“If you would not be forgotten as soon as you are dead either write something worth reading or do something worth writing.”
– Benjamin Franklin
Have you ever wondered to yourself how you want to be remembered? If you think it’s by your enormous wealth, don’t forget that all that will either be distributed or taken at your demise and as time passes so will your name fade away slowly like a withering flower. Names bear with them the power of identity in a vast world like ours, yet generation after generation, certain names keep living through time because of the legacies they left behind. Names are not just meant for the tombstones or for the book of history alone, they are meant to be imprinted in the hearts of those whose lives we impacted in a positive way. People who will remember us for the selfless services we rendered, those we caused to smile and they will share the stories of our impacts and legacies. The likes of Mother Theresa, Nelson Mandela, Martin Luther King Jr., Aristotle, Shakespeare amongst others will remain relevant in every generation for their impacts across different human endeavours.
Another name to be reckoned with is that of Reginald F. Lewis, the first black American to own a billion dollar company in a time when that seemed impossible for people of colour. He was the chairman and Chief Executive of TLC Beatrice International Holding – a New York based international distributor of food, groceries and beverages. He is a man who rose out of obscurity into the limelight, defying all odds. In honour of his life of impact, two important buildings were named after him – Baltimore’s Reginald F. Lewis Museum of Maryland African American History and Culture as well as Harvard’s Lewis International Law Center.
With the aim and motivation of living, not just up to, but beyond the legacy of her father, Christina Lewis Halpern, Reginald’s second daughter, started an initiative to accommodate and prepare coloured children for a career in technology. Christina, a graduate cum laude of Harvard University, an activist, a philanthropist, a social entrepreneur, an award winning journalist, author of one of Amazon.com’s bestselling kindle, ‘Lonely at the Top’ and the founder and Executive Director of All Star Code, a nonprofit educational organization . The All Star Code is a six-week initiative for motivated black and Latino young men to prepare and help them discover innovative career opportunities through a computer science based curriculum. This program provides exposure to the tech industry through summer coding and the organization’s target is exposing over 100,000 boys to computer science by 2020 through its expansion program.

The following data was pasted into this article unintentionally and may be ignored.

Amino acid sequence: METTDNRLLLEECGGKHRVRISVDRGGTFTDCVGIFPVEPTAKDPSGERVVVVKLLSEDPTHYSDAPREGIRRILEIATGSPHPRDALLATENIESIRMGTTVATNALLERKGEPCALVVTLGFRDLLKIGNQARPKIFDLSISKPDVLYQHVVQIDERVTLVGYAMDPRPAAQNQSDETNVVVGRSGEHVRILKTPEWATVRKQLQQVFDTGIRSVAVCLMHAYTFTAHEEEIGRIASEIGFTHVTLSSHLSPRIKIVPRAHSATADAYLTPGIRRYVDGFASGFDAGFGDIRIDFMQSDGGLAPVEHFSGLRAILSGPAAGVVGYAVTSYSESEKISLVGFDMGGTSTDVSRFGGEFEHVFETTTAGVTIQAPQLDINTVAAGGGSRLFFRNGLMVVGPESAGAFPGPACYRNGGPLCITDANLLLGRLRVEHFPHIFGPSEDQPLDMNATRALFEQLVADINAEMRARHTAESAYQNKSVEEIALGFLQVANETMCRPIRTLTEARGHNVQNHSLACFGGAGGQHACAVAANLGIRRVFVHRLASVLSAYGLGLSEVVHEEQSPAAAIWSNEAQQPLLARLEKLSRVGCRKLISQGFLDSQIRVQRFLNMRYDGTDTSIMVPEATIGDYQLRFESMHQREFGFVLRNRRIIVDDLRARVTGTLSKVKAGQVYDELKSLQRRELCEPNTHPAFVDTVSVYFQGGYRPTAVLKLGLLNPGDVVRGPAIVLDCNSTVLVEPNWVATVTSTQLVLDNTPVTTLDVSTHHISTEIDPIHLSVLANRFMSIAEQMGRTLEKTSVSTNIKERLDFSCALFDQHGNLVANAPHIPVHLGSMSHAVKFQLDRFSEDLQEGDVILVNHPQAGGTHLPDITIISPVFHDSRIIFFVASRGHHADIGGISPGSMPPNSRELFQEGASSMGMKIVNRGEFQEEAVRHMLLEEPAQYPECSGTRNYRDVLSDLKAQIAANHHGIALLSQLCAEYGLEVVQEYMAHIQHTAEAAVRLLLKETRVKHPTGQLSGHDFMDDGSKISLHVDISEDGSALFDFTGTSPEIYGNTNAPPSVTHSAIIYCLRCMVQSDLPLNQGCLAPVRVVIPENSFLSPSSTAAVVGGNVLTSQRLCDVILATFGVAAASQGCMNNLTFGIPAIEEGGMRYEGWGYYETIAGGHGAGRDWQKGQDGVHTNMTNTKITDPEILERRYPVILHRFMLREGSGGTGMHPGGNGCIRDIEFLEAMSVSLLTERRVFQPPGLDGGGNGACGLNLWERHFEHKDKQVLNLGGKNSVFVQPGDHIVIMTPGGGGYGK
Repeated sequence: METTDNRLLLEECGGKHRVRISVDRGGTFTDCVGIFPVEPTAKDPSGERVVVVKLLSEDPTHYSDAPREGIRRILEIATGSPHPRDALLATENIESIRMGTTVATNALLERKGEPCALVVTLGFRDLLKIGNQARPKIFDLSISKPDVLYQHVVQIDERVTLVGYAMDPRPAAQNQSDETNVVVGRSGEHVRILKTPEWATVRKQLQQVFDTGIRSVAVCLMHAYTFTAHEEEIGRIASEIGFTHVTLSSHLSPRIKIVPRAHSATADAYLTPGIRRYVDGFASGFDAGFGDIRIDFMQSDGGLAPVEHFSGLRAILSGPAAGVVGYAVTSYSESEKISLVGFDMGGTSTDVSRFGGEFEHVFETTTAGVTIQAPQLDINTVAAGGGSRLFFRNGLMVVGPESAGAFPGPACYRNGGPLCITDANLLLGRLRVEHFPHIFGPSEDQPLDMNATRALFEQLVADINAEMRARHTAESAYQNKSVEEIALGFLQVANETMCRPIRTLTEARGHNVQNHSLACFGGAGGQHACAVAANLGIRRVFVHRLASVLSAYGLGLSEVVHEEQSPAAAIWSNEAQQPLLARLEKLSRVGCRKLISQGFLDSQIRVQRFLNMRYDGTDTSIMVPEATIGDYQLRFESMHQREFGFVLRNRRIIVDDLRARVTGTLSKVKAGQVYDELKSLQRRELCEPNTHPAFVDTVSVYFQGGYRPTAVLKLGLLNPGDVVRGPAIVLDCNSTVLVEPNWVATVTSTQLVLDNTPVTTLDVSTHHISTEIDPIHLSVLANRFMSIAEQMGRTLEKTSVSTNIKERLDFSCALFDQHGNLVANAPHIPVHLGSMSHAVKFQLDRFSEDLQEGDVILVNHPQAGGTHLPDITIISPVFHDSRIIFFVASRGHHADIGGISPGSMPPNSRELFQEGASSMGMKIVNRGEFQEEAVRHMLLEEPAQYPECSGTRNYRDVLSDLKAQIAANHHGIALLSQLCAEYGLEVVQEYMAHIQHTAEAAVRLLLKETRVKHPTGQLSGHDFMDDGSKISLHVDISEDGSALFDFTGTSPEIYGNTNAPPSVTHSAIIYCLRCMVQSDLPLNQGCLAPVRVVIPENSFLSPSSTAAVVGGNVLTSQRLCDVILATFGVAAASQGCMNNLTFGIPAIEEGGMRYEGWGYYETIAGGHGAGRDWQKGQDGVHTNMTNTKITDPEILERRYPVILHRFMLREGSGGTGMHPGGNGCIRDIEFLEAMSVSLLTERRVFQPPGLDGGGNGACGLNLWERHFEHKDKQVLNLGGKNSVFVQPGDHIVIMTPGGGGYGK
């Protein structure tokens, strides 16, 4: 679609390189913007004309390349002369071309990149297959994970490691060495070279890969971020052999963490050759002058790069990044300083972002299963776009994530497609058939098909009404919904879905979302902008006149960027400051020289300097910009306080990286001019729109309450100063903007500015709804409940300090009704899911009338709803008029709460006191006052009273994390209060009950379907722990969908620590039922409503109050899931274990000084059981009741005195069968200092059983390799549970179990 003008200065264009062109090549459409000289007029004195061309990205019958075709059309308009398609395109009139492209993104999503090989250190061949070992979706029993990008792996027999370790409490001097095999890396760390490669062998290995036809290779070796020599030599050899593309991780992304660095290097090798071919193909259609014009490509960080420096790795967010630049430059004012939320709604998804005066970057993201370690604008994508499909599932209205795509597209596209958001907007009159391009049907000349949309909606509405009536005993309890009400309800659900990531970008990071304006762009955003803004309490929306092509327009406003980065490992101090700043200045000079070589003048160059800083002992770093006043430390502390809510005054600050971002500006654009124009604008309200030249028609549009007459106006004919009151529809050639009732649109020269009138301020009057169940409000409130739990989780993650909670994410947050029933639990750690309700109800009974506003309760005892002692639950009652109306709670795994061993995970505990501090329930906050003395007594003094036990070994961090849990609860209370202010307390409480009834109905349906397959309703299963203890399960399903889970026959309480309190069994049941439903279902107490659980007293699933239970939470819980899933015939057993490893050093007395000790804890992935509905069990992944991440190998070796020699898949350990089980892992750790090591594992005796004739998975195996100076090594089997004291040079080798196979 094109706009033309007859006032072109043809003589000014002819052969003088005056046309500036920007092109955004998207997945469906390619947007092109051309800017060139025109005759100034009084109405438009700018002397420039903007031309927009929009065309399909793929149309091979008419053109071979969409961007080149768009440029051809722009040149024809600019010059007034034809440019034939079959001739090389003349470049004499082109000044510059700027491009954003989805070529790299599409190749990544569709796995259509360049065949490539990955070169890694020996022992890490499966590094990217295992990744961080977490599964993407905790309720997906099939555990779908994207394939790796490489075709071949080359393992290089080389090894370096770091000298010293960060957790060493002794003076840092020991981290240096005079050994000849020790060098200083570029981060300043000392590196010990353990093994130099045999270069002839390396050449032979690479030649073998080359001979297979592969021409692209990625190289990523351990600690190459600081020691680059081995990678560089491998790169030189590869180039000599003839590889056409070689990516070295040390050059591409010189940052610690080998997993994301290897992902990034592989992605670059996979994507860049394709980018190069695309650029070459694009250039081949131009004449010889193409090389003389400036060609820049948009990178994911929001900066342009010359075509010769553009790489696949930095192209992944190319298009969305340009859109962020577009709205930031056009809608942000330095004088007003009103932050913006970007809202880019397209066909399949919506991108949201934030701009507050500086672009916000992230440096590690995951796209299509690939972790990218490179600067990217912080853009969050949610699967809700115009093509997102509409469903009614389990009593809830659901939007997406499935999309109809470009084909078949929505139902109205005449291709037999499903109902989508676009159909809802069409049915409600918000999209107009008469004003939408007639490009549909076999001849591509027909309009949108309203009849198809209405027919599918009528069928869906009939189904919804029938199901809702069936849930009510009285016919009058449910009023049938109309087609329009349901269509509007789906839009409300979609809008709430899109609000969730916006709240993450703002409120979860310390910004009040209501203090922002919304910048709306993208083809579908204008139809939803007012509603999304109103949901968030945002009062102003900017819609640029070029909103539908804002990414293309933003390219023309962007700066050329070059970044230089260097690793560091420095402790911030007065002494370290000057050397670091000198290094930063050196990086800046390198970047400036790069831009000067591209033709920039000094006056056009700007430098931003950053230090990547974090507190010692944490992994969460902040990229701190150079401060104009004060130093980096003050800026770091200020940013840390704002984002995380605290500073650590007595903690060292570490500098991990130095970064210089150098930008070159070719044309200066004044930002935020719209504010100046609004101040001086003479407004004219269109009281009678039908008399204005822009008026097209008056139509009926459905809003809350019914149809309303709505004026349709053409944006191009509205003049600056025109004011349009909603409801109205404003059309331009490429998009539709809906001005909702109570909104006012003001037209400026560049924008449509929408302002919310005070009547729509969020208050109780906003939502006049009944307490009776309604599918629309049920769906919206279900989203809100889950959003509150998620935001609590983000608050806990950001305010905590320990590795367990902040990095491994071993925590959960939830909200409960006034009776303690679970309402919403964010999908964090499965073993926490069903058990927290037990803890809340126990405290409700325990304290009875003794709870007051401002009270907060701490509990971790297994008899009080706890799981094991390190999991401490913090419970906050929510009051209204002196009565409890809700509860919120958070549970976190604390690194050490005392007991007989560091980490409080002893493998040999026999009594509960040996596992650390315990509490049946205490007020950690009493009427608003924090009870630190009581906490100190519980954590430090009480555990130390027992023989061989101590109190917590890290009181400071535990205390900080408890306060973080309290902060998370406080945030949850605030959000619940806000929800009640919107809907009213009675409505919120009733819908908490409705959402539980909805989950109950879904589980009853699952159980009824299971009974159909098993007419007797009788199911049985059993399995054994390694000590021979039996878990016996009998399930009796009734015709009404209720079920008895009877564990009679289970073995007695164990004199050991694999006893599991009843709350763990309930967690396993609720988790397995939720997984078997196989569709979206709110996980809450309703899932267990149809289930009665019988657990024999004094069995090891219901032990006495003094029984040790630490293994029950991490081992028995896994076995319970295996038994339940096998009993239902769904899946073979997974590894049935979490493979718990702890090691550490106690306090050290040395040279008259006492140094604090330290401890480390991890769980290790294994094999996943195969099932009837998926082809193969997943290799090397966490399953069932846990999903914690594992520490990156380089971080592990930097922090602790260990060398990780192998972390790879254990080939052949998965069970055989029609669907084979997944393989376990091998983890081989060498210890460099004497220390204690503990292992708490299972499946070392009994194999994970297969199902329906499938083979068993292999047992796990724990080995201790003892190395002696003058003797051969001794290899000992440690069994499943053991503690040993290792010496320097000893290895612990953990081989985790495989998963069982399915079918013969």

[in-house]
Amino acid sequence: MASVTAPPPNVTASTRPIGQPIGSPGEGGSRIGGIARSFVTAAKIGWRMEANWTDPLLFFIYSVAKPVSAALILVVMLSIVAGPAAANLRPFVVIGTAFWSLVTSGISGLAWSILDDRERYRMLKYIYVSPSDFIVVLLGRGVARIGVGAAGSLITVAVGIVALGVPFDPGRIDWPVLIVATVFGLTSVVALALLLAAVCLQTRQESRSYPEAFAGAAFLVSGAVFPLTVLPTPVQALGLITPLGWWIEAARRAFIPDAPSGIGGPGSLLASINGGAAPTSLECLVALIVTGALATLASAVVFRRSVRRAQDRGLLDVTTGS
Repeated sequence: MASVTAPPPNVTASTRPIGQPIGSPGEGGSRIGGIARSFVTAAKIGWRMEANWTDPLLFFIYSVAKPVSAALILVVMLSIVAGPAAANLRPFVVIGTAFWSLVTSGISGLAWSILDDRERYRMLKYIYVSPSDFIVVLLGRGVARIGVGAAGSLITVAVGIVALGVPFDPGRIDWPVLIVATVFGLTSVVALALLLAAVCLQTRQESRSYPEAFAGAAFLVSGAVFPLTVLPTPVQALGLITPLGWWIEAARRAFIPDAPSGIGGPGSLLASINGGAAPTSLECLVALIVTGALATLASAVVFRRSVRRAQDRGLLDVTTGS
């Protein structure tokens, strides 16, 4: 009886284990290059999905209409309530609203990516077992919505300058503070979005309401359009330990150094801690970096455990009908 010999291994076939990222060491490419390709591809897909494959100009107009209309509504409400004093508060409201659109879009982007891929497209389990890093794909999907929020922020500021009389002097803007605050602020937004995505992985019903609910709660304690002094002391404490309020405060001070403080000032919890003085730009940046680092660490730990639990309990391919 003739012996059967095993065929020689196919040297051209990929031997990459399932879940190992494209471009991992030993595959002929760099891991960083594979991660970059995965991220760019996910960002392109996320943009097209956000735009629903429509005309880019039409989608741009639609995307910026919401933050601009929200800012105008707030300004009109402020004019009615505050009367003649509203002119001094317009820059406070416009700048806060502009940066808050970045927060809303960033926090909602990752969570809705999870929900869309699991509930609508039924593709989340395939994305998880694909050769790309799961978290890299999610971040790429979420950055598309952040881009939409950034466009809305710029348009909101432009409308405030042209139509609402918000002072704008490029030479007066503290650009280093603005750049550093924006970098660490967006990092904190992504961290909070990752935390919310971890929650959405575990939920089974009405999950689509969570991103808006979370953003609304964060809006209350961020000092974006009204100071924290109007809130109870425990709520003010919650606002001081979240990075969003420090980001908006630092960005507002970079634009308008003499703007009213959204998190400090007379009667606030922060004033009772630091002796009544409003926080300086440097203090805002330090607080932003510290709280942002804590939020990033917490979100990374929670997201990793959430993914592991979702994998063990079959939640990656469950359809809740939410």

This initiative is borne out of her own experience with discrimination as a fulatto – a child with a black American father and a Filipino mother – and due to the understanding that technology is the next best thing in our world. She embarked on a tech inclusion effort to prepare those children who seemed undeserving because of their colour for a career in the innovative economy of technology.
Christina’s numerous accolades and achievements include being honoured by the White House as a 2014 Champion of Change for STEM Access. She was also listed in Jet Magazine’s Top 40 under 40 and The Root’s 17 Women in STEM You Should Know. She has spoken at NY Ideas, Harvard Law School, The Atlantic Forum in Education, J.P. Morgan, the Wealth and Giving Forum, among other places. She is also chair of the Finance and Investment Committee of the Reginald F. Lewis Foundation and has led million-dollar fundraising campaigns for her alma mater, Harvard College.
Apart from accolades received by Christina, one of the successes of the organization is ‘The Young Hackers’ group which aims at breaking barriers through hackathons operated by former All Star students. They did a 12-hour collaborative problem solving event with more than 20 hacks and over 100 people in attendance.
We are not just meant to live life like a vapour that fades away, life is meant to be lived living up to the legacy that was left behind for us and leaving a legacy that is worthy of following for our children and for future generations.
Image from AllStarCode.